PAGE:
|Conquistadors were here|
I woke feeling very stiff. My legs are still resenting yesterday's long bus ride. Our bed, though comfy, is also solid and not helping to ease the aches and pains. We spent the morning catching up on diaries and uploading information onto our website. We have a free, but slow, internet connection in our room. The shower here is the best so far. The water pressure is too high to have it on full pelt. My oohs and aahs prompted Stef to ask me if I had someone in there with me. It is one of those that is so good you could just stand for hours letting the water pound your body.
It was about 2pm before we finally made it out. We headed to the centre of Quito's old town, now protected as a UNESCO World Cultural Heritage site. The earlier cities were destroyed by the Incas before the Spanish got their hands on it so the centre is colonial Spanish in style. As its Sunday, traffic is barred for most of the day so it is easy to amble around. The downside of it being Sunday is that most places are closed so it is really just full of people passing the time of day.
We followed the walking tour in Lonely Planet, taking in the Plaza de la Independencia, home to the Governors Palace and Cathedral, and then went up to Plaza San Francisco. One side of this square is taken up by a church and monastery. The church was very ornate inside, again prompting mutterings from me about the wealth of the Catholic church. We headed down and past the Museo de la Ciudad heading for La Ronda, the oldest colonial street in Quito. Lonely Planet said the area was a bit dodgy but being improved so we though it would be OK, but not so. A security guard from the museum car park told Stef to put his camera away. Another passer by told us not to go into La Ronda so instead we went up onto a bridge to take pictures of it.
As we did this a lady in the street was waving to us and motioning for us to go away. Stef, oblivious, kept preparing his camera shot. Behind us I could also see the security guard watching us and still being wary. We back tracked to the museum, still being told by the security guard that it was dangerous and to put our camera away. He did not leave us until we were back at the museums main entrance. Apparently the area is still not safe and it is common for armed muggings to take place.
I found this disturbing and a bit hard to believe, so did Stef. It looks no more dangerous than Montevideo, Lima, Asuncion or London but obviously not. We were cautioned to only walk on streets where security guards were present which somewhat limits your options. We rejoined the Lonely Planet guided walk (no security in sight!) but it was getting close to 5:00pm and even more places would be closed. We felt it was too early to go back to the hotel and headed back to the main square.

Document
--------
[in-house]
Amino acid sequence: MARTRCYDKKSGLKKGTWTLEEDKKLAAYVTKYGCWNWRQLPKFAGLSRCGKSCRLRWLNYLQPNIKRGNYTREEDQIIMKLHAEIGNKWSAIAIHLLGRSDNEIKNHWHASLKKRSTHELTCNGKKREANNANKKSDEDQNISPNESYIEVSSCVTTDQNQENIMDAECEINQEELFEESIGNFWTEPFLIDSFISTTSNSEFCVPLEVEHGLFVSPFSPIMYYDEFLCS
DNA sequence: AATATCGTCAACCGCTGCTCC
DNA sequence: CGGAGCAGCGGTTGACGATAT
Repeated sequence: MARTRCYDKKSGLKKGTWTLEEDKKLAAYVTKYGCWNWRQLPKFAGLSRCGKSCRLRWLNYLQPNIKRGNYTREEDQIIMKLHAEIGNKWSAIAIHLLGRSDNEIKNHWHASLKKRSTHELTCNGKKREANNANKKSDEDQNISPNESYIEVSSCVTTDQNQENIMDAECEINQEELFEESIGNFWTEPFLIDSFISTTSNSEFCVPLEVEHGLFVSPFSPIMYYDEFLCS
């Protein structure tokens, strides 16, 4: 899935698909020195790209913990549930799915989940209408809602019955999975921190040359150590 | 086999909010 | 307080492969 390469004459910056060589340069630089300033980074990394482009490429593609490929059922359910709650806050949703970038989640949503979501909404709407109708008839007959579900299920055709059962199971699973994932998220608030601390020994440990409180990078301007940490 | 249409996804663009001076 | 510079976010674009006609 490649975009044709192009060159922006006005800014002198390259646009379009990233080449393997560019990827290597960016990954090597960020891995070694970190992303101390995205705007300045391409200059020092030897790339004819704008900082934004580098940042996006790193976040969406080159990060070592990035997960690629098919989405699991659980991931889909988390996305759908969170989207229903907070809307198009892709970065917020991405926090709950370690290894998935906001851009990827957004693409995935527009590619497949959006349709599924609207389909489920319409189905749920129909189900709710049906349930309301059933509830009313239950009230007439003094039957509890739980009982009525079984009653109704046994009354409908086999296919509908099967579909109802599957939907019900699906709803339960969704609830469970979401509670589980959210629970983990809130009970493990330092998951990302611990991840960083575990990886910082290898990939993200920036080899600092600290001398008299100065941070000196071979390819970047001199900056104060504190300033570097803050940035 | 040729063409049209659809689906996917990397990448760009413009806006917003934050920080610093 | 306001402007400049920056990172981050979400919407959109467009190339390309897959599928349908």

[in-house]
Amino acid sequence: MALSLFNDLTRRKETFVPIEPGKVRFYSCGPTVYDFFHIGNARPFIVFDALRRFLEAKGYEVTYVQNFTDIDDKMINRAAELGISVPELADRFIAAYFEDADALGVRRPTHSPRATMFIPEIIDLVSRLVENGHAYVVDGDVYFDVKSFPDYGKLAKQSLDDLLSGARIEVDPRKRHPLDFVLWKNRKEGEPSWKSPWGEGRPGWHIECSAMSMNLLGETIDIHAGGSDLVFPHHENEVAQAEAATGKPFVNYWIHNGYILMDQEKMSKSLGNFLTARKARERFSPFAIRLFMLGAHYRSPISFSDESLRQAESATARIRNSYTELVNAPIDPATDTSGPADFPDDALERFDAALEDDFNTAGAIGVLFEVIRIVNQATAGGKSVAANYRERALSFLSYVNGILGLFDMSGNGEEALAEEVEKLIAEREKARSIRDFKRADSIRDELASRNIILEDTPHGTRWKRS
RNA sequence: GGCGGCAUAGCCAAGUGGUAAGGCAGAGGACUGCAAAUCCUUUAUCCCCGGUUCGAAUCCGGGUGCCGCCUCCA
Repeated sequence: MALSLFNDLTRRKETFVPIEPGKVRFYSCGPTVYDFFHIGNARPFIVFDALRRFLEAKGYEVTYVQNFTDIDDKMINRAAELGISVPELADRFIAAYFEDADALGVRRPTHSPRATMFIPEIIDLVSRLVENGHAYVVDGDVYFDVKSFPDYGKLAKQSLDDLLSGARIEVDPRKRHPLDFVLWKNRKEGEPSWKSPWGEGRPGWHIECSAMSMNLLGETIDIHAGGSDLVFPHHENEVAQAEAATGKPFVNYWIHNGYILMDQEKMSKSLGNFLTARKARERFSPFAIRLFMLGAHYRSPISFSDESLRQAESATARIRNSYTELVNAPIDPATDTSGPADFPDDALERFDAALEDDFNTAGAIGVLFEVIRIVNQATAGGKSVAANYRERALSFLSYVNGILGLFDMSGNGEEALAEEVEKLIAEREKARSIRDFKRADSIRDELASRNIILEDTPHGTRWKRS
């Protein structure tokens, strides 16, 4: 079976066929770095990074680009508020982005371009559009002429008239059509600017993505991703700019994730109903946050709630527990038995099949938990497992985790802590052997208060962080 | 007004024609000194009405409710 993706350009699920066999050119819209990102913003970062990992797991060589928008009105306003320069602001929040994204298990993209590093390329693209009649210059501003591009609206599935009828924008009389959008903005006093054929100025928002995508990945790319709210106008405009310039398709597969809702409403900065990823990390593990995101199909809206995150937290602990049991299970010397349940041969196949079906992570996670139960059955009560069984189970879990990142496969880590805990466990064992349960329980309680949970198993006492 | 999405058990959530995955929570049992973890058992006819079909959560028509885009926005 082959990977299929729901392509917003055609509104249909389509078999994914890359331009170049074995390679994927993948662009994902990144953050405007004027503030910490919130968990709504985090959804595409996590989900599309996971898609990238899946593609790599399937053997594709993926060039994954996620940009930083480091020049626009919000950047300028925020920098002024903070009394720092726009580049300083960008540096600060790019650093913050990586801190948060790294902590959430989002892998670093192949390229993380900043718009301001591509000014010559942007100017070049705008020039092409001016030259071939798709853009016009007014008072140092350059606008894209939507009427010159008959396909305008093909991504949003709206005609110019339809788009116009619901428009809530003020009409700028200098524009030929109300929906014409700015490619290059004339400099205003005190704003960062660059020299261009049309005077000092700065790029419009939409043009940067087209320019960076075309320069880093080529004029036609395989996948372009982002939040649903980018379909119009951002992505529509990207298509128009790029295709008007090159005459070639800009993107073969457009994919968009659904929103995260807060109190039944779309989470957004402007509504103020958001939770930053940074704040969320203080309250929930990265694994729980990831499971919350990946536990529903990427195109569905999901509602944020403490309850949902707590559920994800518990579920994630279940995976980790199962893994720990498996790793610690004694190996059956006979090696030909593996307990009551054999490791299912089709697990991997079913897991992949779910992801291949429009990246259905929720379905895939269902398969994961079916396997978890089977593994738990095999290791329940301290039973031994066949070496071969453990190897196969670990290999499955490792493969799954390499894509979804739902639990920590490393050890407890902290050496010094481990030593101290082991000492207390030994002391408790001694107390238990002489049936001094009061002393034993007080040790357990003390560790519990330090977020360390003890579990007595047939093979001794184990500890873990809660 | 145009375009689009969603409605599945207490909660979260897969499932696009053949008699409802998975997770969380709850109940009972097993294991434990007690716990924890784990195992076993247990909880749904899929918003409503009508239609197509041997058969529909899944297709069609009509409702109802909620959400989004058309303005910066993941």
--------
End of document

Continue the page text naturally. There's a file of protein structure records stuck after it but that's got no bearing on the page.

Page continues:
The square was probably more full of people now than it was earlier. Both a bit unsettled by the security warnings we decided to call it a day and head back to the hotel after all. On the way to get a taxi though we saw an empty horse and cart and decided to go for a ride. It was a totally tacky tourist thing to do but it was a laugh, especially when the horse almost took out a policeman. The route pretty much took us around what we had already walked but it was still fun.
Back at the hotel we asked for a recommendation of where to go for dinner. Rincon la Rona serves typical food and is in the book (Lonely Planet). It is two blocks away. We will be escorted there and will have to get a taxi back! We asked if it was really necessary and were told that it was too dangerous for us to walk alone. There are a couple of restaurants opposite and two doors up from our hotel. We reckon we would be escorted there too!
We spent more time trying to get the website up to date and then headed out. A taxi took us to the Rincon but it turned out to be pricey and somewhat more formal than we were after. Stef sneaked a peak in through the door and decided it was not for us. We went back to the hotel to ask for another recommendation. The night cap at reception was not much help. All he kept saying was "its Sunday and lots of places are closed. I do not know where you can go." We ended up back at the Cuban place we went to last night. More garlicky food! My tummy is still rebelling from yesterday's garlic. It was quiet in the restaurant last night (odd for a Saturday) but even quieter tonight. For most of the time we were the only people in there.
We were escorted back to the hotel and crashed.